Architectural monuments

The only remnant of the old monastery is the baroque parish church Mariae Himmelfahrt , visible from afar , in whose basement the remains of the Ottonian floor mosaic of Cain and Abel are visible. The tower of the church was built in 1722 under French style influences, and the nave followed from 1767 to 1772. Its crossing dome was demolished in 1821, and a fire destroyed the baroque furnishings in 1853. The current appearance goes back to the total restoration of the church at the end of the 1970s, during which extensive archaeological investigations were carried out.

List of Abbots

  • Beretrich
  • Erchanpertus
  • Wenibertus
  • Madalbertus
  • Peter
  • Eglibertus, 868, Engilbertus 881
  • Folckernus, 975
  • Ecbertus, 1009
  • Eberhardus, 1016
  • Bruningus, abbas scutera
  • Eberhardus, 1121
  • Conradus, abbas Schutterensis monasterii, 1136; Cuonradus, Scutrensis abbas 1148
  • Heinrich, 1215-1245
  • Berthold von Uttenheim, 1245–1252
  • Rudolf, 1252–1256
  • Friedrich, 1256-1262
  • Hermann von Burner, 1262–1295
  • Rudolf, 1295-1324
  • Lempfrit, (Lenfrit, Lentfrit), 1324-1337
  • Ysenbart, 1337-1350
  • Joannes, 1353 and 1356
  • Wilhelm, 1359 and 1370
  • Heinrich von Snellingen, 1370–1379
  • Werner von Lützelburg, 1379-1390
  • Friedrich von Widergrün von Stouffenberg, 1390 and 1414
  • Johannes Armbruoster, 1414 and 1439
  • Paulus Forster, 1439–1442 and 1460 to 1466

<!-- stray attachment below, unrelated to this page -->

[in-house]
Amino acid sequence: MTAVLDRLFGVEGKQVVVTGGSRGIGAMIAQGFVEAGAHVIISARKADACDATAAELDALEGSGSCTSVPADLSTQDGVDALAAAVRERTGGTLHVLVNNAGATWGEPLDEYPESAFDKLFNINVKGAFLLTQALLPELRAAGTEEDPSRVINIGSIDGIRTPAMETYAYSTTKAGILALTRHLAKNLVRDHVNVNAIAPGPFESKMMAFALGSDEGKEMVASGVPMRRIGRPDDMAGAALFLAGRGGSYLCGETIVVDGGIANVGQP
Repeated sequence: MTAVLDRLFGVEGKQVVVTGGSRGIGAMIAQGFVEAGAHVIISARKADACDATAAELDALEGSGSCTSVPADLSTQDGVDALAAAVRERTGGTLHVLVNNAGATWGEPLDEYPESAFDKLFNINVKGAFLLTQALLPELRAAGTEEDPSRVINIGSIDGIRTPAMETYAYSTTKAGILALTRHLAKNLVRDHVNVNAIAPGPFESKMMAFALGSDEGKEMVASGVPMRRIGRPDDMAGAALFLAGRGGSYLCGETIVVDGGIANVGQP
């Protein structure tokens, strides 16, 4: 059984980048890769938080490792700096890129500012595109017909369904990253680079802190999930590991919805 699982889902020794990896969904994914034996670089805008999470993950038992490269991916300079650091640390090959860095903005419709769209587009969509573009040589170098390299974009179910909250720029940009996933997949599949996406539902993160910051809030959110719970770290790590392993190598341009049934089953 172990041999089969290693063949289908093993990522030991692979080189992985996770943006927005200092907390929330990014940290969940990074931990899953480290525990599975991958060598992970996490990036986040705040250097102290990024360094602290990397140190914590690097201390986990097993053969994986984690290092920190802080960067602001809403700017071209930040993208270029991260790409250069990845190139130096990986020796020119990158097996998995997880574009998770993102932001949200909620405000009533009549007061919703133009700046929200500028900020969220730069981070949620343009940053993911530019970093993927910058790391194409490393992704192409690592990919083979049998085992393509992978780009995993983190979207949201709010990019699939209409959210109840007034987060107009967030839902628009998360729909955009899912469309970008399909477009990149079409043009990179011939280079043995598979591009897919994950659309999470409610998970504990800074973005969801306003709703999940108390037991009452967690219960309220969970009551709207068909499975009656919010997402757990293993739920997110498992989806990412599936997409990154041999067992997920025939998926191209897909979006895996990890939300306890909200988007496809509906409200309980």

• Wilhelm Schaub, 1442–1460
  • Johannes Vill (Full), 1466-1491
  • Johannes de Gerßbach, 1491–1518
  • Conradus Frick, 1518-1535
  • Rudolphus Garb, was also prior in Hugshofen Monastery
  • Thomas Bodenwald, 1550
  • Stephanus Wüttinger, 1556
  • Martin, 1558
  • Fridericus Burger, 1562-1593
  • Jakob I. Rapp of Freiburg, 1593–1600
  • Johannes Knörr, 1600–1624
  • Tobias Rösch, 1624-1638
  • Conrad III. Fuchs, 1638-1639
  • Benedict Bebel von Ensisheim , 1639–1641
  • Vincenz Haug, 1641-1656
  • Benedict Fusier, 1656-1658
  • Blasius Sarwey, 1658–1674
  • Placidus I. Heiss from Breisach , 1674–1687
  • Jakob II. Vogler from Engen , 1688–1708
  • Placidus II. Hinderer from Baden, 1708–1727
  • Franz Münzer, 1727–1751
  • Karl Vogel, 1751–1782
  • Placidus III. Bacheberle, from Oberkirch, 1786–1803, Ultimus Abbas


  • Luisa Galioto: The Schuttern Abbey: from the base to the monastic penetration of the Ortenau to the representative and cultural center . In: The Ortenau 84 . 2004. pp. 253-266
  • Karl List: The early history of the Reichskloster Schuttern. Results of the excavation 1972–1975 . In: Wolfgang Müller (ed.): Monasteries of the Ortenau . In: The Ortenau 58 . 1978. pp. 96-115
  • Gerhard Kaller: Schuttern Monastery . In: Wolfgang Müller (ed.): Monasteries of the Ortenau . In: The Ortenau 58 . 1978. pp. 116-149
  • Hermann Brommer : Joseph Michael Schnöller (1707–1767) - A Tyrolean Baroque master builder on the Upper Rhine , in: Badische Heimat , issue 1, March 1979
  • Karl List: The Reich Abbey of Schuttern. Results of the excavations in the years 1972 to 1975. In: Denkmalpflege in Baden-Württemberg , 4th year 1975, issue 3, pp. 107–116 ( PDF ) [not evaluated]

See also

Individual evidence

  1. London, British Library, Additional 47673; see also digitized version of Heidelberg University Library
  2. ^ Hermann Brommer : Joseph Michael Schnöller (1707–1767) - A Tyrolean Baroque master builder on the Upper Rhine , in: Badische Heimat , issue 1, March 1979, p. 17 ff.

Web links

Commons : Schuttern Monastery  - Collection of images, videos and audio files

Coordinates: 48 ° 22 '54.8 "  N , 7 ° 51' 8.6"  E